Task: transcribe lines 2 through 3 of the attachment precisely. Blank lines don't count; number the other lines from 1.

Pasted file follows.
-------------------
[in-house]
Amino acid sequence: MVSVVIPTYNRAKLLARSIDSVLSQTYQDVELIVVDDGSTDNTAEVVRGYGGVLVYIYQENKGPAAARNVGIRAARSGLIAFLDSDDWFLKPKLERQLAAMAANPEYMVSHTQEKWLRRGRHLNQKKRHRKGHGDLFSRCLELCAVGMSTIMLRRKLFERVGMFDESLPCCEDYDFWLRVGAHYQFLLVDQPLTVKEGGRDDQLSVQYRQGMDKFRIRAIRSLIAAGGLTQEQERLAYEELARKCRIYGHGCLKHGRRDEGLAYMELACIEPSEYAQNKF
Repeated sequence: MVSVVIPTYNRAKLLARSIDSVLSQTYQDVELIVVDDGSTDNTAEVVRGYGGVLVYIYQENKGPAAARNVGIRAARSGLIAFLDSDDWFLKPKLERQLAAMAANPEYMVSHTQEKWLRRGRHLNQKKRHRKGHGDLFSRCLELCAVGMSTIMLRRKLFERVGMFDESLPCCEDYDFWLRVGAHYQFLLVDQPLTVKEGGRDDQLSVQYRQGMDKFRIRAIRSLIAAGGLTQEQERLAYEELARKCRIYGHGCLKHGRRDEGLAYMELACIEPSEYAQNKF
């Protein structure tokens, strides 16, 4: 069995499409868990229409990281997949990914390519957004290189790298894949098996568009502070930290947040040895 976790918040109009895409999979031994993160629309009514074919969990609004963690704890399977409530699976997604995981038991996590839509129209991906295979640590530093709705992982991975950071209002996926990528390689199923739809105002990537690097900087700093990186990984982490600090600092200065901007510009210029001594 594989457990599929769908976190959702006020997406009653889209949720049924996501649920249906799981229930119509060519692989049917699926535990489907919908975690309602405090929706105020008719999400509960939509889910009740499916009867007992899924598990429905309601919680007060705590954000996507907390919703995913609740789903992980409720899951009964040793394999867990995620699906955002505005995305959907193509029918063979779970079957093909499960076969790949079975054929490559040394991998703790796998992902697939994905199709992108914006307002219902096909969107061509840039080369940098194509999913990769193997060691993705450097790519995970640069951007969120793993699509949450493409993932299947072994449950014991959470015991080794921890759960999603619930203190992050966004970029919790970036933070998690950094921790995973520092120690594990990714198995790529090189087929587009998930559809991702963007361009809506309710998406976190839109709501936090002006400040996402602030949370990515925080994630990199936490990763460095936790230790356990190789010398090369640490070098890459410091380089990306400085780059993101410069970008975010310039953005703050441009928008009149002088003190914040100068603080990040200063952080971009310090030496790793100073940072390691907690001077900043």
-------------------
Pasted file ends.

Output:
Amino acid sequence: MVSVVIPTYNRAKLLARSIDSVLSQTYQDVELIVVDDGSTDNTAEVVRGYGGVLVYIYQENKGPAAARNVGIRAARSGLIAFLDSDDWFLKPKLERQLAAMAANPEYMVSHTQEKWLRRGRHLNQKKRHRKGHGDLFSRCLELCAVGMSTIMLRRKLFERVGMFDESLPCCEDYDFWLRVGAHYQFLLVDQPLTVKEGGRDDQLSVQYRQGMDKFRIRAIRSLIAAGGLTQEQERLAYEELARKCRIYGHGCLKHGRRDEGLAYMELACIEPSEYAQNKF
Repeated sequence: MVSVVIPTYNRAKLLARSIDSVLSQTYQDVELIVVDDGSTDNTAEVVRGYGGVLVYIYQENKGPAAARNVGIRAARSGLIAFLDSDDWFLKPKLERQLAAMAANPEYMVSHTQEKWLRRGRHLNQKKRHRKGHGDLFSRCLELCAVGMSTIMLRRKLFERVGMFDESLPCCEDYDFWLRVGAHYQFLLVDQPLTVKEGGRDDQLSVQYRQGMDKFRIRAIRSLIAAGGLTQEQERLAYEELARKCRIYGHGCLKHGRRDEGLAYMELACIEPSEYAQNKF